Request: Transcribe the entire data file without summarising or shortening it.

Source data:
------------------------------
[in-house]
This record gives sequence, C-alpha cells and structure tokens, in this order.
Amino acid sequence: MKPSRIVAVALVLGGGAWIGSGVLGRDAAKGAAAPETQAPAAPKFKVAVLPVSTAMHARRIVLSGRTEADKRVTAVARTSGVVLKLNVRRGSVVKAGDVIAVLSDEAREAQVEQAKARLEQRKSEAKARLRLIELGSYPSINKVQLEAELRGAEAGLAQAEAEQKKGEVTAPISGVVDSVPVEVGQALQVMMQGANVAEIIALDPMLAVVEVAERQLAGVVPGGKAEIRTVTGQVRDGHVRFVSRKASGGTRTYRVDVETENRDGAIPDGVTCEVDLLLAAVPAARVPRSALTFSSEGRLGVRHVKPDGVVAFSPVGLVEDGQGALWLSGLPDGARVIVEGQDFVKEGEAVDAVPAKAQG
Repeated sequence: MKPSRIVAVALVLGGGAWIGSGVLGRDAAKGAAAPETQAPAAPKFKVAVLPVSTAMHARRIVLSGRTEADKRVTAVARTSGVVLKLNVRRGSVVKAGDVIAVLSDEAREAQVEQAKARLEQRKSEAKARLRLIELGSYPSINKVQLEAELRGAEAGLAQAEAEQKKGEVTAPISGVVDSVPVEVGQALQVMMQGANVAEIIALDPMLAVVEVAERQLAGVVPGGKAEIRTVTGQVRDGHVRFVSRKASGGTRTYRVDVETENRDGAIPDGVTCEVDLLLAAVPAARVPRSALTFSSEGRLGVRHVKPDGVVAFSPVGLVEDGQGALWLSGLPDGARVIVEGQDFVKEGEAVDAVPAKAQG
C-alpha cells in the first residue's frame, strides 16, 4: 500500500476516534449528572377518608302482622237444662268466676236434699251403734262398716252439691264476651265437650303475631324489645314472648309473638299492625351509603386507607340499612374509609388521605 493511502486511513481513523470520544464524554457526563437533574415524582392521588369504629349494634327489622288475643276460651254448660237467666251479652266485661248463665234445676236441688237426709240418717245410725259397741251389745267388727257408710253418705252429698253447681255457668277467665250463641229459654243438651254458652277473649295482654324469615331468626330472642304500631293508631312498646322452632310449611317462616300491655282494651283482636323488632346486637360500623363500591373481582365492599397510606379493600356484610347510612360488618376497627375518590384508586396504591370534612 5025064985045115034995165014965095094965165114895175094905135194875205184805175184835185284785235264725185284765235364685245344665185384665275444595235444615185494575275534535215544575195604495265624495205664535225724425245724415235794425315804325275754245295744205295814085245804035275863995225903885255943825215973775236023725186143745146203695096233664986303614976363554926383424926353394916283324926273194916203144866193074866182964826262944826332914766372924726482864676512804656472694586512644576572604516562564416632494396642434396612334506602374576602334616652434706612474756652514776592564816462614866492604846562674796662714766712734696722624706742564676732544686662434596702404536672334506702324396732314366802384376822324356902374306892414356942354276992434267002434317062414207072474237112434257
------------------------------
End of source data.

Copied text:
[in-house]
This record gives sequence, C-alpha cells and structure tokens, in this order.
Amino acid sequence: MKPSRIVAVALVLGGGAWIGSGVLGRDAAKGAAAPETQAPAAPKFKVAVLPVSTAMHARRIVLSGRTEADKRVTAVARTSGVVLKLNVRRGSVVKAGDVIAVLSDEAREAQVEQAKARLEQRKSEAKARLRLIELGSYPSINKVQLEAELRGAEAGLAQAEAEQKKGEVTAPISGVVDSVPVEVGQALQVMMQGANVAEIIALDPMLAVVEVAERQLAGVVPGGKAEIRTVTGQVRDGHVRFVSRKASGGTRTYRVDVETENRDGAIPDGVTCEVDLLLAAVPAARVPRSALTFSSEGRLGVRHVKPDGVVAFSPVGLVEDGQGALWLSGLPDGARVIVEGQDFVKEGEAVDAVPAKAQG
Repeated sequence: MKPSRIVAVALVLGGGAWIGSGVLGRDAAKGAAAPETQAPAAPKFKVAVLPVSTAMHARRIVLSGRTEADKRVTAVARTSGVVLKLNVRRGSVVKAGDVIAVLSDEAREAQVEQAKARLEQRKSEAKARLRLIELGSYPSINKVQLEAELRGAEAGLAQAEAEQKKGEVTAPISGVVDSVPVEVGQALQVMMQGANVAEIIALDPMLAVVEVAERQLAGVVPGGKAEIRTVTGQVRDGHVRFVSRKASGGTRTYRVDVETENRDGAIPDGVTCEVDLLLAAVPAARVPRSALTFSSEGRLGVRHVKPDGVVAFSPVGLVEDGQGALWLSGLPDGARVIVEGQDFVKEGEAVDAVPAKAQG
C-alpha cells in the first residue's frame, strides 16, 4: 500500500476516534449528572377518608302482622237444662268466676236434699251403734262398716252439691264476651265437650303475631324489645314472648309473638299492625351509603386507607340499612374509609388521605 493511502486511513481513523470520544464524554457526563437533574415524582392521588369504629349494634327489622288475643276460651254448660237467666251479652266485661248463665234445676236441688237426709240418717245410725259397741251389745267388727257408710253418705252429698253447681255457668277467665250463641229459654243438651254458652277473649295482654324469615331468626330472642304500631293508631312498646322452632310449611317462616300491655282494651283482636323488632346486637360500623363500591373481582365492599397510606379493600356484610347510612360488618376497627375518590384508586396504591370534612 5025064985045115034995165014965095094965165114895175094905135194875205184805175184835185284785235264725185284765235364685245344665185384665275444595235444615185494575275534535215544575195604495265624495205664535225724425245724415235794425315804325275754245295744205295814085245804035275863995225903885255943825215973775236023725186143745146203695096233664986303614976363554926383424926353394916283324926273194916203144866193074866182964826262944826332914766372924726482864676512804656472694586512644576572604516562564416632494396642434396612334506602374576602334616652434706612474756652514776592564816462614866492604846562674796662714766712734696722624706742564676732544686662434596702404536672334506702324396732314366802384376822324356902374306892414356942354276992434267002434317062414207072474237112434257